The Hungarians are coming: Emperor Frederick III versus Matthias Corvinus

Emperor Frederick III, c. 1500

Matthias Corvinus, King of Hungary, relief, c. 1490

Towards the end of the fifteenth century the Hungarians occupied large tracts of the Habsburg territories. However, the ageing emperor Frederick III outlived one of his enemies to claim victory yet again.

Emperor Frederick III, c. 1500

Matthias Corvinus, King of Hungary, relief, c. 1490

The death of his brother Albrecht VI gave Emperor Frederick III more room to manoeuvre. He used this to once again intervene in Bohemia and Hungary, thus provoking new conflict with these lands. In Hungary, Mátyás (Matthias) Hunyadi, a fifteen-year-old youth of noble birth who gave himself the byname of Corvinus (crow), had been elected king by the Estates. Matthias had the ambitious plan of uniting Bohemia, Hungary and the Austrian lands, a plan that was initially very successful.

Matthias Corvinus started ‘crusades’ against the Bohemian king and the Turks, who were advancing ever deeper into Central Europe in the fifteenth century. In 1469 he had himself elected anti-king of Bohemia. He negotiated a treaty with Emperor Frederick III, but this failed to preserve peace for any extended period. He then concluded alliances with the Austrian Estates who were dissatisfied with the emperor. In 1477 he declared war on Frederick and started an attack on the Habsburg patrimonial lands. His army, said to have numbered 17,000 men, was unusually large for the times.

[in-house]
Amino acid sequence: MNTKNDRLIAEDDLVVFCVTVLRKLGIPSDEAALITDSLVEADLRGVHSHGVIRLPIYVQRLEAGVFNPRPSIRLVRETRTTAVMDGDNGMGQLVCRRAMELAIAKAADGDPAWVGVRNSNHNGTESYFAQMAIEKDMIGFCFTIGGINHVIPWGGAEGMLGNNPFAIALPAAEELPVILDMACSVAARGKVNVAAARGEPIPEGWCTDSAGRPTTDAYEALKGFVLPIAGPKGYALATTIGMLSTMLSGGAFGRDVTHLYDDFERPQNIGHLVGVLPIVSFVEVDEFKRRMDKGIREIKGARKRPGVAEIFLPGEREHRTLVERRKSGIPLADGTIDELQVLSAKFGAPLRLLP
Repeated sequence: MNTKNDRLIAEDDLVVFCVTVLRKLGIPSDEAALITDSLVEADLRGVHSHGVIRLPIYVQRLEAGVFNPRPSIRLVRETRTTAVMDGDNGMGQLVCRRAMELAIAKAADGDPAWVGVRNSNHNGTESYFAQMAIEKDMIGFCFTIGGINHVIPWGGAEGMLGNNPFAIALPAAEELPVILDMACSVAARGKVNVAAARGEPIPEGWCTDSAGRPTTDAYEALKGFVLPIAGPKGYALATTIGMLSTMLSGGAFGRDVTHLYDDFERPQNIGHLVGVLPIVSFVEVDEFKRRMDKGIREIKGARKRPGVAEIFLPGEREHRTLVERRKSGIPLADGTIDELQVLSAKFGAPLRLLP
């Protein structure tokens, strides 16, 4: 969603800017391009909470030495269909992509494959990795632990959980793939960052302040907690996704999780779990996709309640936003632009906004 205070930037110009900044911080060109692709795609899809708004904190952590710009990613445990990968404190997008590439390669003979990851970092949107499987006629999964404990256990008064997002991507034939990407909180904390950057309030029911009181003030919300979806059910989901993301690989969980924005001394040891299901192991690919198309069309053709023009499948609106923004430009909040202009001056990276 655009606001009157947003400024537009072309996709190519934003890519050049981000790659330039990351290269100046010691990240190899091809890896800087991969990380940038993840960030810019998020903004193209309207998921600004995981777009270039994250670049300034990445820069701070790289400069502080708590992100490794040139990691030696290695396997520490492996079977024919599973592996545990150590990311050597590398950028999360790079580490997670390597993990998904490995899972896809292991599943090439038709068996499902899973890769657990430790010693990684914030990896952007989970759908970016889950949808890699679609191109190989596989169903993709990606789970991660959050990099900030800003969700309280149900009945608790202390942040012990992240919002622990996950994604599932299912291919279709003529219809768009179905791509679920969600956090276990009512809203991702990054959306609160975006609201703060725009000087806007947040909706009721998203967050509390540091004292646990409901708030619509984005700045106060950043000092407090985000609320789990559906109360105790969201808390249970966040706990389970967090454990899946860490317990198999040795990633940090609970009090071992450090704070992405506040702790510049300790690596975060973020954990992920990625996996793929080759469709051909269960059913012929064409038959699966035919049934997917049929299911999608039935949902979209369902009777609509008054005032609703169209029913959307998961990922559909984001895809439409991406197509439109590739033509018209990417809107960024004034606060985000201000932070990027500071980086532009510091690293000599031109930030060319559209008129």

The emperor fled westwards and at first was ready to make concessions. But the war continued: Matthias Corvinus brought numerous Austrian cities onto his side; the emperor was unable to field any substantial forces to oppose him. Finally the Hungarians besieged Vienna, which was forced to capitulate. Matthias entered the Austrian capital in triumph on 1 June 1485; from this time on he mainly resided in Vienna, styling himself ‘Duke of Austria’. He had the roof of St Stephen’s Cathedral decorated with the Hungarian colours. From Vienna he masterminded further conquests in Lower Austria and Styria leading two years later to the fall of Wiener Neustadt.

Once again Frederick’s tenacity served him well: in 1490 the Hungarian king died at the age of 47 in Vienna without a legitimate heir. The ageing emperor had thus outlived his final adversary. Hungarian power in Austria collapsed, Frederick’s son Maximilian I re-took Vienna and moved onto the offensive. He secured his claim on Hungary, which was to be made good several decades later, thus considerably enlarging Habsburg territories.

Stephan Gruber